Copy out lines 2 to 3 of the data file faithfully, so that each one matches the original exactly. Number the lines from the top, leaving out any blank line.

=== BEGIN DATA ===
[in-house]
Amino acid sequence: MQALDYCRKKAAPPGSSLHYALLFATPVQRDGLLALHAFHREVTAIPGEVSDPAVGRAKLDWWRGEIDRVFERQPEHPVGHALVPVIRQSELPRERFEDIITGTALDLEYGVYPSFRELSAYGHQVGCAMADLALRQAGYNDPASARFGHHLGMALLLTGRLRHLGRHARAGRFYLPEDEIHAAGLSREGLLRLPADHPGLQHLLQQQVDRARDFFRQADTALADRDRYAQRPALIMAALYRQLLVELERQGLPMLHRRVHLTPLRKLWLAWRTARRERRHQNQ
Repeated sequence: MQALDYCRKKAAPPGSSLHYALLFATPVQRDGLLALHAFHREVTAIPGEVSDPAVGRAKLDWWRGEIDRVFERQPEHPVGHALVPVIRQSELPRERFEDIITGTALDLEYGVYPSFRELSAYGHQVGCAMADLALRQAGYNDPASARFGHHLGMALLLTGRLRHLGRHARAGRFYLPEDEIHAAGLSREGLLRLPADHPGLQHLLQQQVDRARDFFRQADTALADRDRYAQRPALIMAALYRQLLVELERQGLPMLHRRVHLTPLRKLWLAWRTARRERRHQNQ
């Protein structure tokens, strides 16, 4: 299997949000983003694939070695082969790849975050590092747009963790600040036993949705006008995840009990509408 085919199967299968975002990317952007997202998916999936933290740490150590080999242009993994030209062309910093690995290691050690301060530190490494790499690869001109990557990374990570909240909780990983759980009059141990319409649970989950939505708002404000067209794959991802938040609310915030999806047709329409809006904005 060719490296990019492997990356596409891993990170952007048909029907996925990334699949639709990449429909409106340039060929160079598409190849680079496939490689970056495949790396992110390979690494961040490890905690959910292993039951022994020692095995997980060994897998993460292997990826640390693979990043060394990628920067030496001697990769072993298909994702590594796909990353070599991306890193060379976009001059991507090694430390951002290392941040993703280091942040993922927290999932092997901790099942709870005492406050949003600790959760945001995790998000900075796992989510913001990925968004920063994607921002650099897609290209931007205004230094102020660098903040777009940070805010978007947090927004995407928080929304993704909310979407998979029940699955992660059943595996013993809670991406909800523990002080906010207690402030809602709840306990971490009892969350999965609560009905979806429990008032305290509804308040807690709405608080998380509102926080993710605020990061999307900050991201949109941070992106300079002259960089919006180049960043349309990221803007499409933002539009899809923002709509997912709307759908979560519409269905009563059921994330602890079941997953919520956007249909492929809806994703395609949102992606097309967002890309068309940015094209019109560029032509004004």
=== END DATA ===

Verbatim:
Amino acid sequence: MQALDYCRKKAAPPGSSLHYALLFATPVQRDGLLALHAFHREVTAIPGEVSDPAVGRAKLDWWRGEIDRVFERQPEHPVGHALVPVIRQSELPRERFEDIITGTALDLEYGVYPSFRELSAYGHQVGCAMADLALRQAGYNDPASARFGHHLGMALLLTGRLRHLGRHARAGRFYLPEDEIHAAGLSREGLLRLPADHPGLQHLLQQQVDRARDFFRQADTALADRDRYAQRPALIMAALYRQLLVELERQGLPMLHRRVHLTPLRKLWLAWRTARRERRHQNQ
Repeated sequence: MQALDYCRKKAAPPGSSLHYALLFATPVQRDGLLALHAFHREVTAIPGEVSDPAVGRAKLDWWRGEIDRVFERQPEHPVGHALVPVIRQSELPRERFEDIITGTALDLEYGVYPSFRELSAYGHQVGCAMADLALRQAGYNDPASARFGHHLGMALLLTGRLRHLGRHARAGRFYLPEDEIHAAGLSREGLLRLPADHPGLQHLLQQQVDRARDFFRQADTALADRDRYAQRPALIMAALYRQLLVELERQGLPMLHRRVHLTPLRKLWLAWRTARRERRHQNQ